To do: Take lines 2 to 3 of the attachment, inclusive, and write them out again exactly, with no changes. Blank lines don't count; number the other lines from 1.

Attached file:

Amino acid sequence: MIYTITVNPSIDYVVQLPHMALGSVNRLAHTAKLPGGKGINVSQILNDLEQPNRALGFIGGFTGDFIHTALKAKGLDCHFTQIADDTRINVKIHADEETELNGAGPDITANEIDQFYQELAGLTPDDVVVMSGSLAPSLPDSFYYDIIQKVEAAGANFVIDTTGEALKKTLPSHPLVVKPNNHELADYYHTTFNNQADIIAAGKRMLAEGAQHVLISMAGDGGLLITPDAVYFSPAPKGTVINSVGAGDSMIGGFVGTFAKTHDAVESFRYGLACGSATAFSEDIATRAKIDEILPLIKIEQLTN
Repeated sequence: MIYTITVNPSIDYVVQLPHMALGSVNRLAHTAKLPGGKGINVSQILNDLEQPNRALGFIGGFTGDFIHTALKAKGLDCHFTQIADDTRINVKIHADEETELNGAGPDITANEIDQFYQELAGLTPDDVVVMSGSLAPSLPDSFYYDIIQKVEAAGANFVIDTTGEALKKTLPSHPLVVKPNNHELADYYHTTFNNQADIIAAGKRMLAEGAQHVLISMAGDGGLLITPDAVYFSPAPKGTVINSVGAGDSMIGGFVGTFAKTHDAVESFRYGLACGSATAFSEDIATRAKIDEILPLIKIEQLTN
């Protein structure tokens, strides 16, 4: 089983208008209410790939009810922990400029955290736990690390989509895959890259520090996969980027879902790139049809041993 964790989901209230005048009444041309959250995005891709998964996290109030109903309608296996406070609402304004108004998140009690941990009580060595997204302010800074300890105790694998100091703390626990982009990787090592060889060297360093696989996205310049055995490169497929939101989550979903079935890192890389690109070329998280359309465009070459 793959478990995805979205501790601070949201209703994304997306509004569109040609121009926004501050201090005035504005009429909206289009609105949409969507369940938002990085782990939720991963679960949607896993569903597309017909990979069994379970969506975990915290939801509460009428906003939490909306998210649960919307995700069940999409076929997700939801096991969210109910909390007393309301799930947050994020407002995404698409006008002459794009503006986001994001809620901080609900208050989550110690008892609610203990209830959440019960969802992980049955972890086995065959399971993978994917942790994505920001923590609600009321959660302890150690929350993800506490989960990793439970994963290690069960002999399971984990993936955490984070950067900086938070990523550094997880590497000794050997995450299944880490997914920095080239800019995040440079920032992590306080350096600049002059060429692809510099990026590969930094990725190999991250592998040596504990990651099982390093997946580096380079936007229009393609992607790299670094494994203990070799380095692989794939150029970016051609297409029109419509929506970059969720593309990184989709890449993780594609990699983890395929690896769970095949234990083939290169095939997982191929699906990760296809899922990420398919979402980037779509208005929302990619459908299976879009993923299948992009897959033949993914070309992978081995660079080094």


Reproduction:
Repeated sequence: MIYTITVNPSIDYVVQLPHMALGSVNRLAHTAKLPGGKGINVSQILNDLEQPNRALGFIGGFTGDFIHTALKAKGLDCHFTQIADDTRINVKIHADEETELNGAGPDITANEIDQFYQELAGLTPDDVVVMSGSLAPSLPDSFYYDIIQKVEAAGANFVIDTTGEALKKTLPSHPLVVKPNNHELADYYHTTFNNQADIIAAGKRMLAEGAQHVLISMAGDGGLLITPDAVYFSPAPKGTVINSVGAGDSMIGGFVGTFAKTHDAVESFRYGLACGSATAFSEDIATRAKIDEILPLIKIEQLTN
């Protein structure tokens, strides 16, 4: 089983208008209410790939009810922990400029955290736990690390989509895959890259520090996969980027879902790139049809041993 964790989901209230005048009444041309959250995005891709998964996290109030109903309608296996406070609402304004108004998140009690941990009580060595997204302010800074300890105790694998100091703390626990982009990787090592060889060297360093696989996205310049055995490169497929939101989550979903079935890192890389690109070329998280359309465009070459 793959478990995805979205501790601070949201209703994304997306509004569109040609121009926004501050201090005035504005009429909206289009609105949409969507369940938002990085782990939720991963679960949607896993569903597309017909990979069994379970969506975990915290939801509460009428906003939490909306998210649960919307995700069940999409076929997700939801096991969210109910909390007393309301799930947050994020407002995404698409006008002459794009503006986001994001809620901080609900208050989550110690008892609610203990209830959440019960969802992980049955972890086995065959399971993978994917942790994505920001923590609600009321959660302890150690929350993800506490989960990793439970994963290690069960002999399971984990993936955490984070950067900086938070990523550094997880590497000794050997995450299944880490997914920095080239800019995040440079920032992590306080350096600049002059060429692809510099990026590969930094990725190999991250592998040596504990990651099982390093997946580096380079936007229009393609992607790299670094494994203990070799380095692989794939150029970016051609297409029109419509929506970059969720593309990184989709890449993780594609990699983890395929690896769970095949234990083939290169095939997982191929699906990760296809899922990420398919979402980037779509208005929302990619459908299976879009993923299948992009897959033949993914070309992978081995660079080094």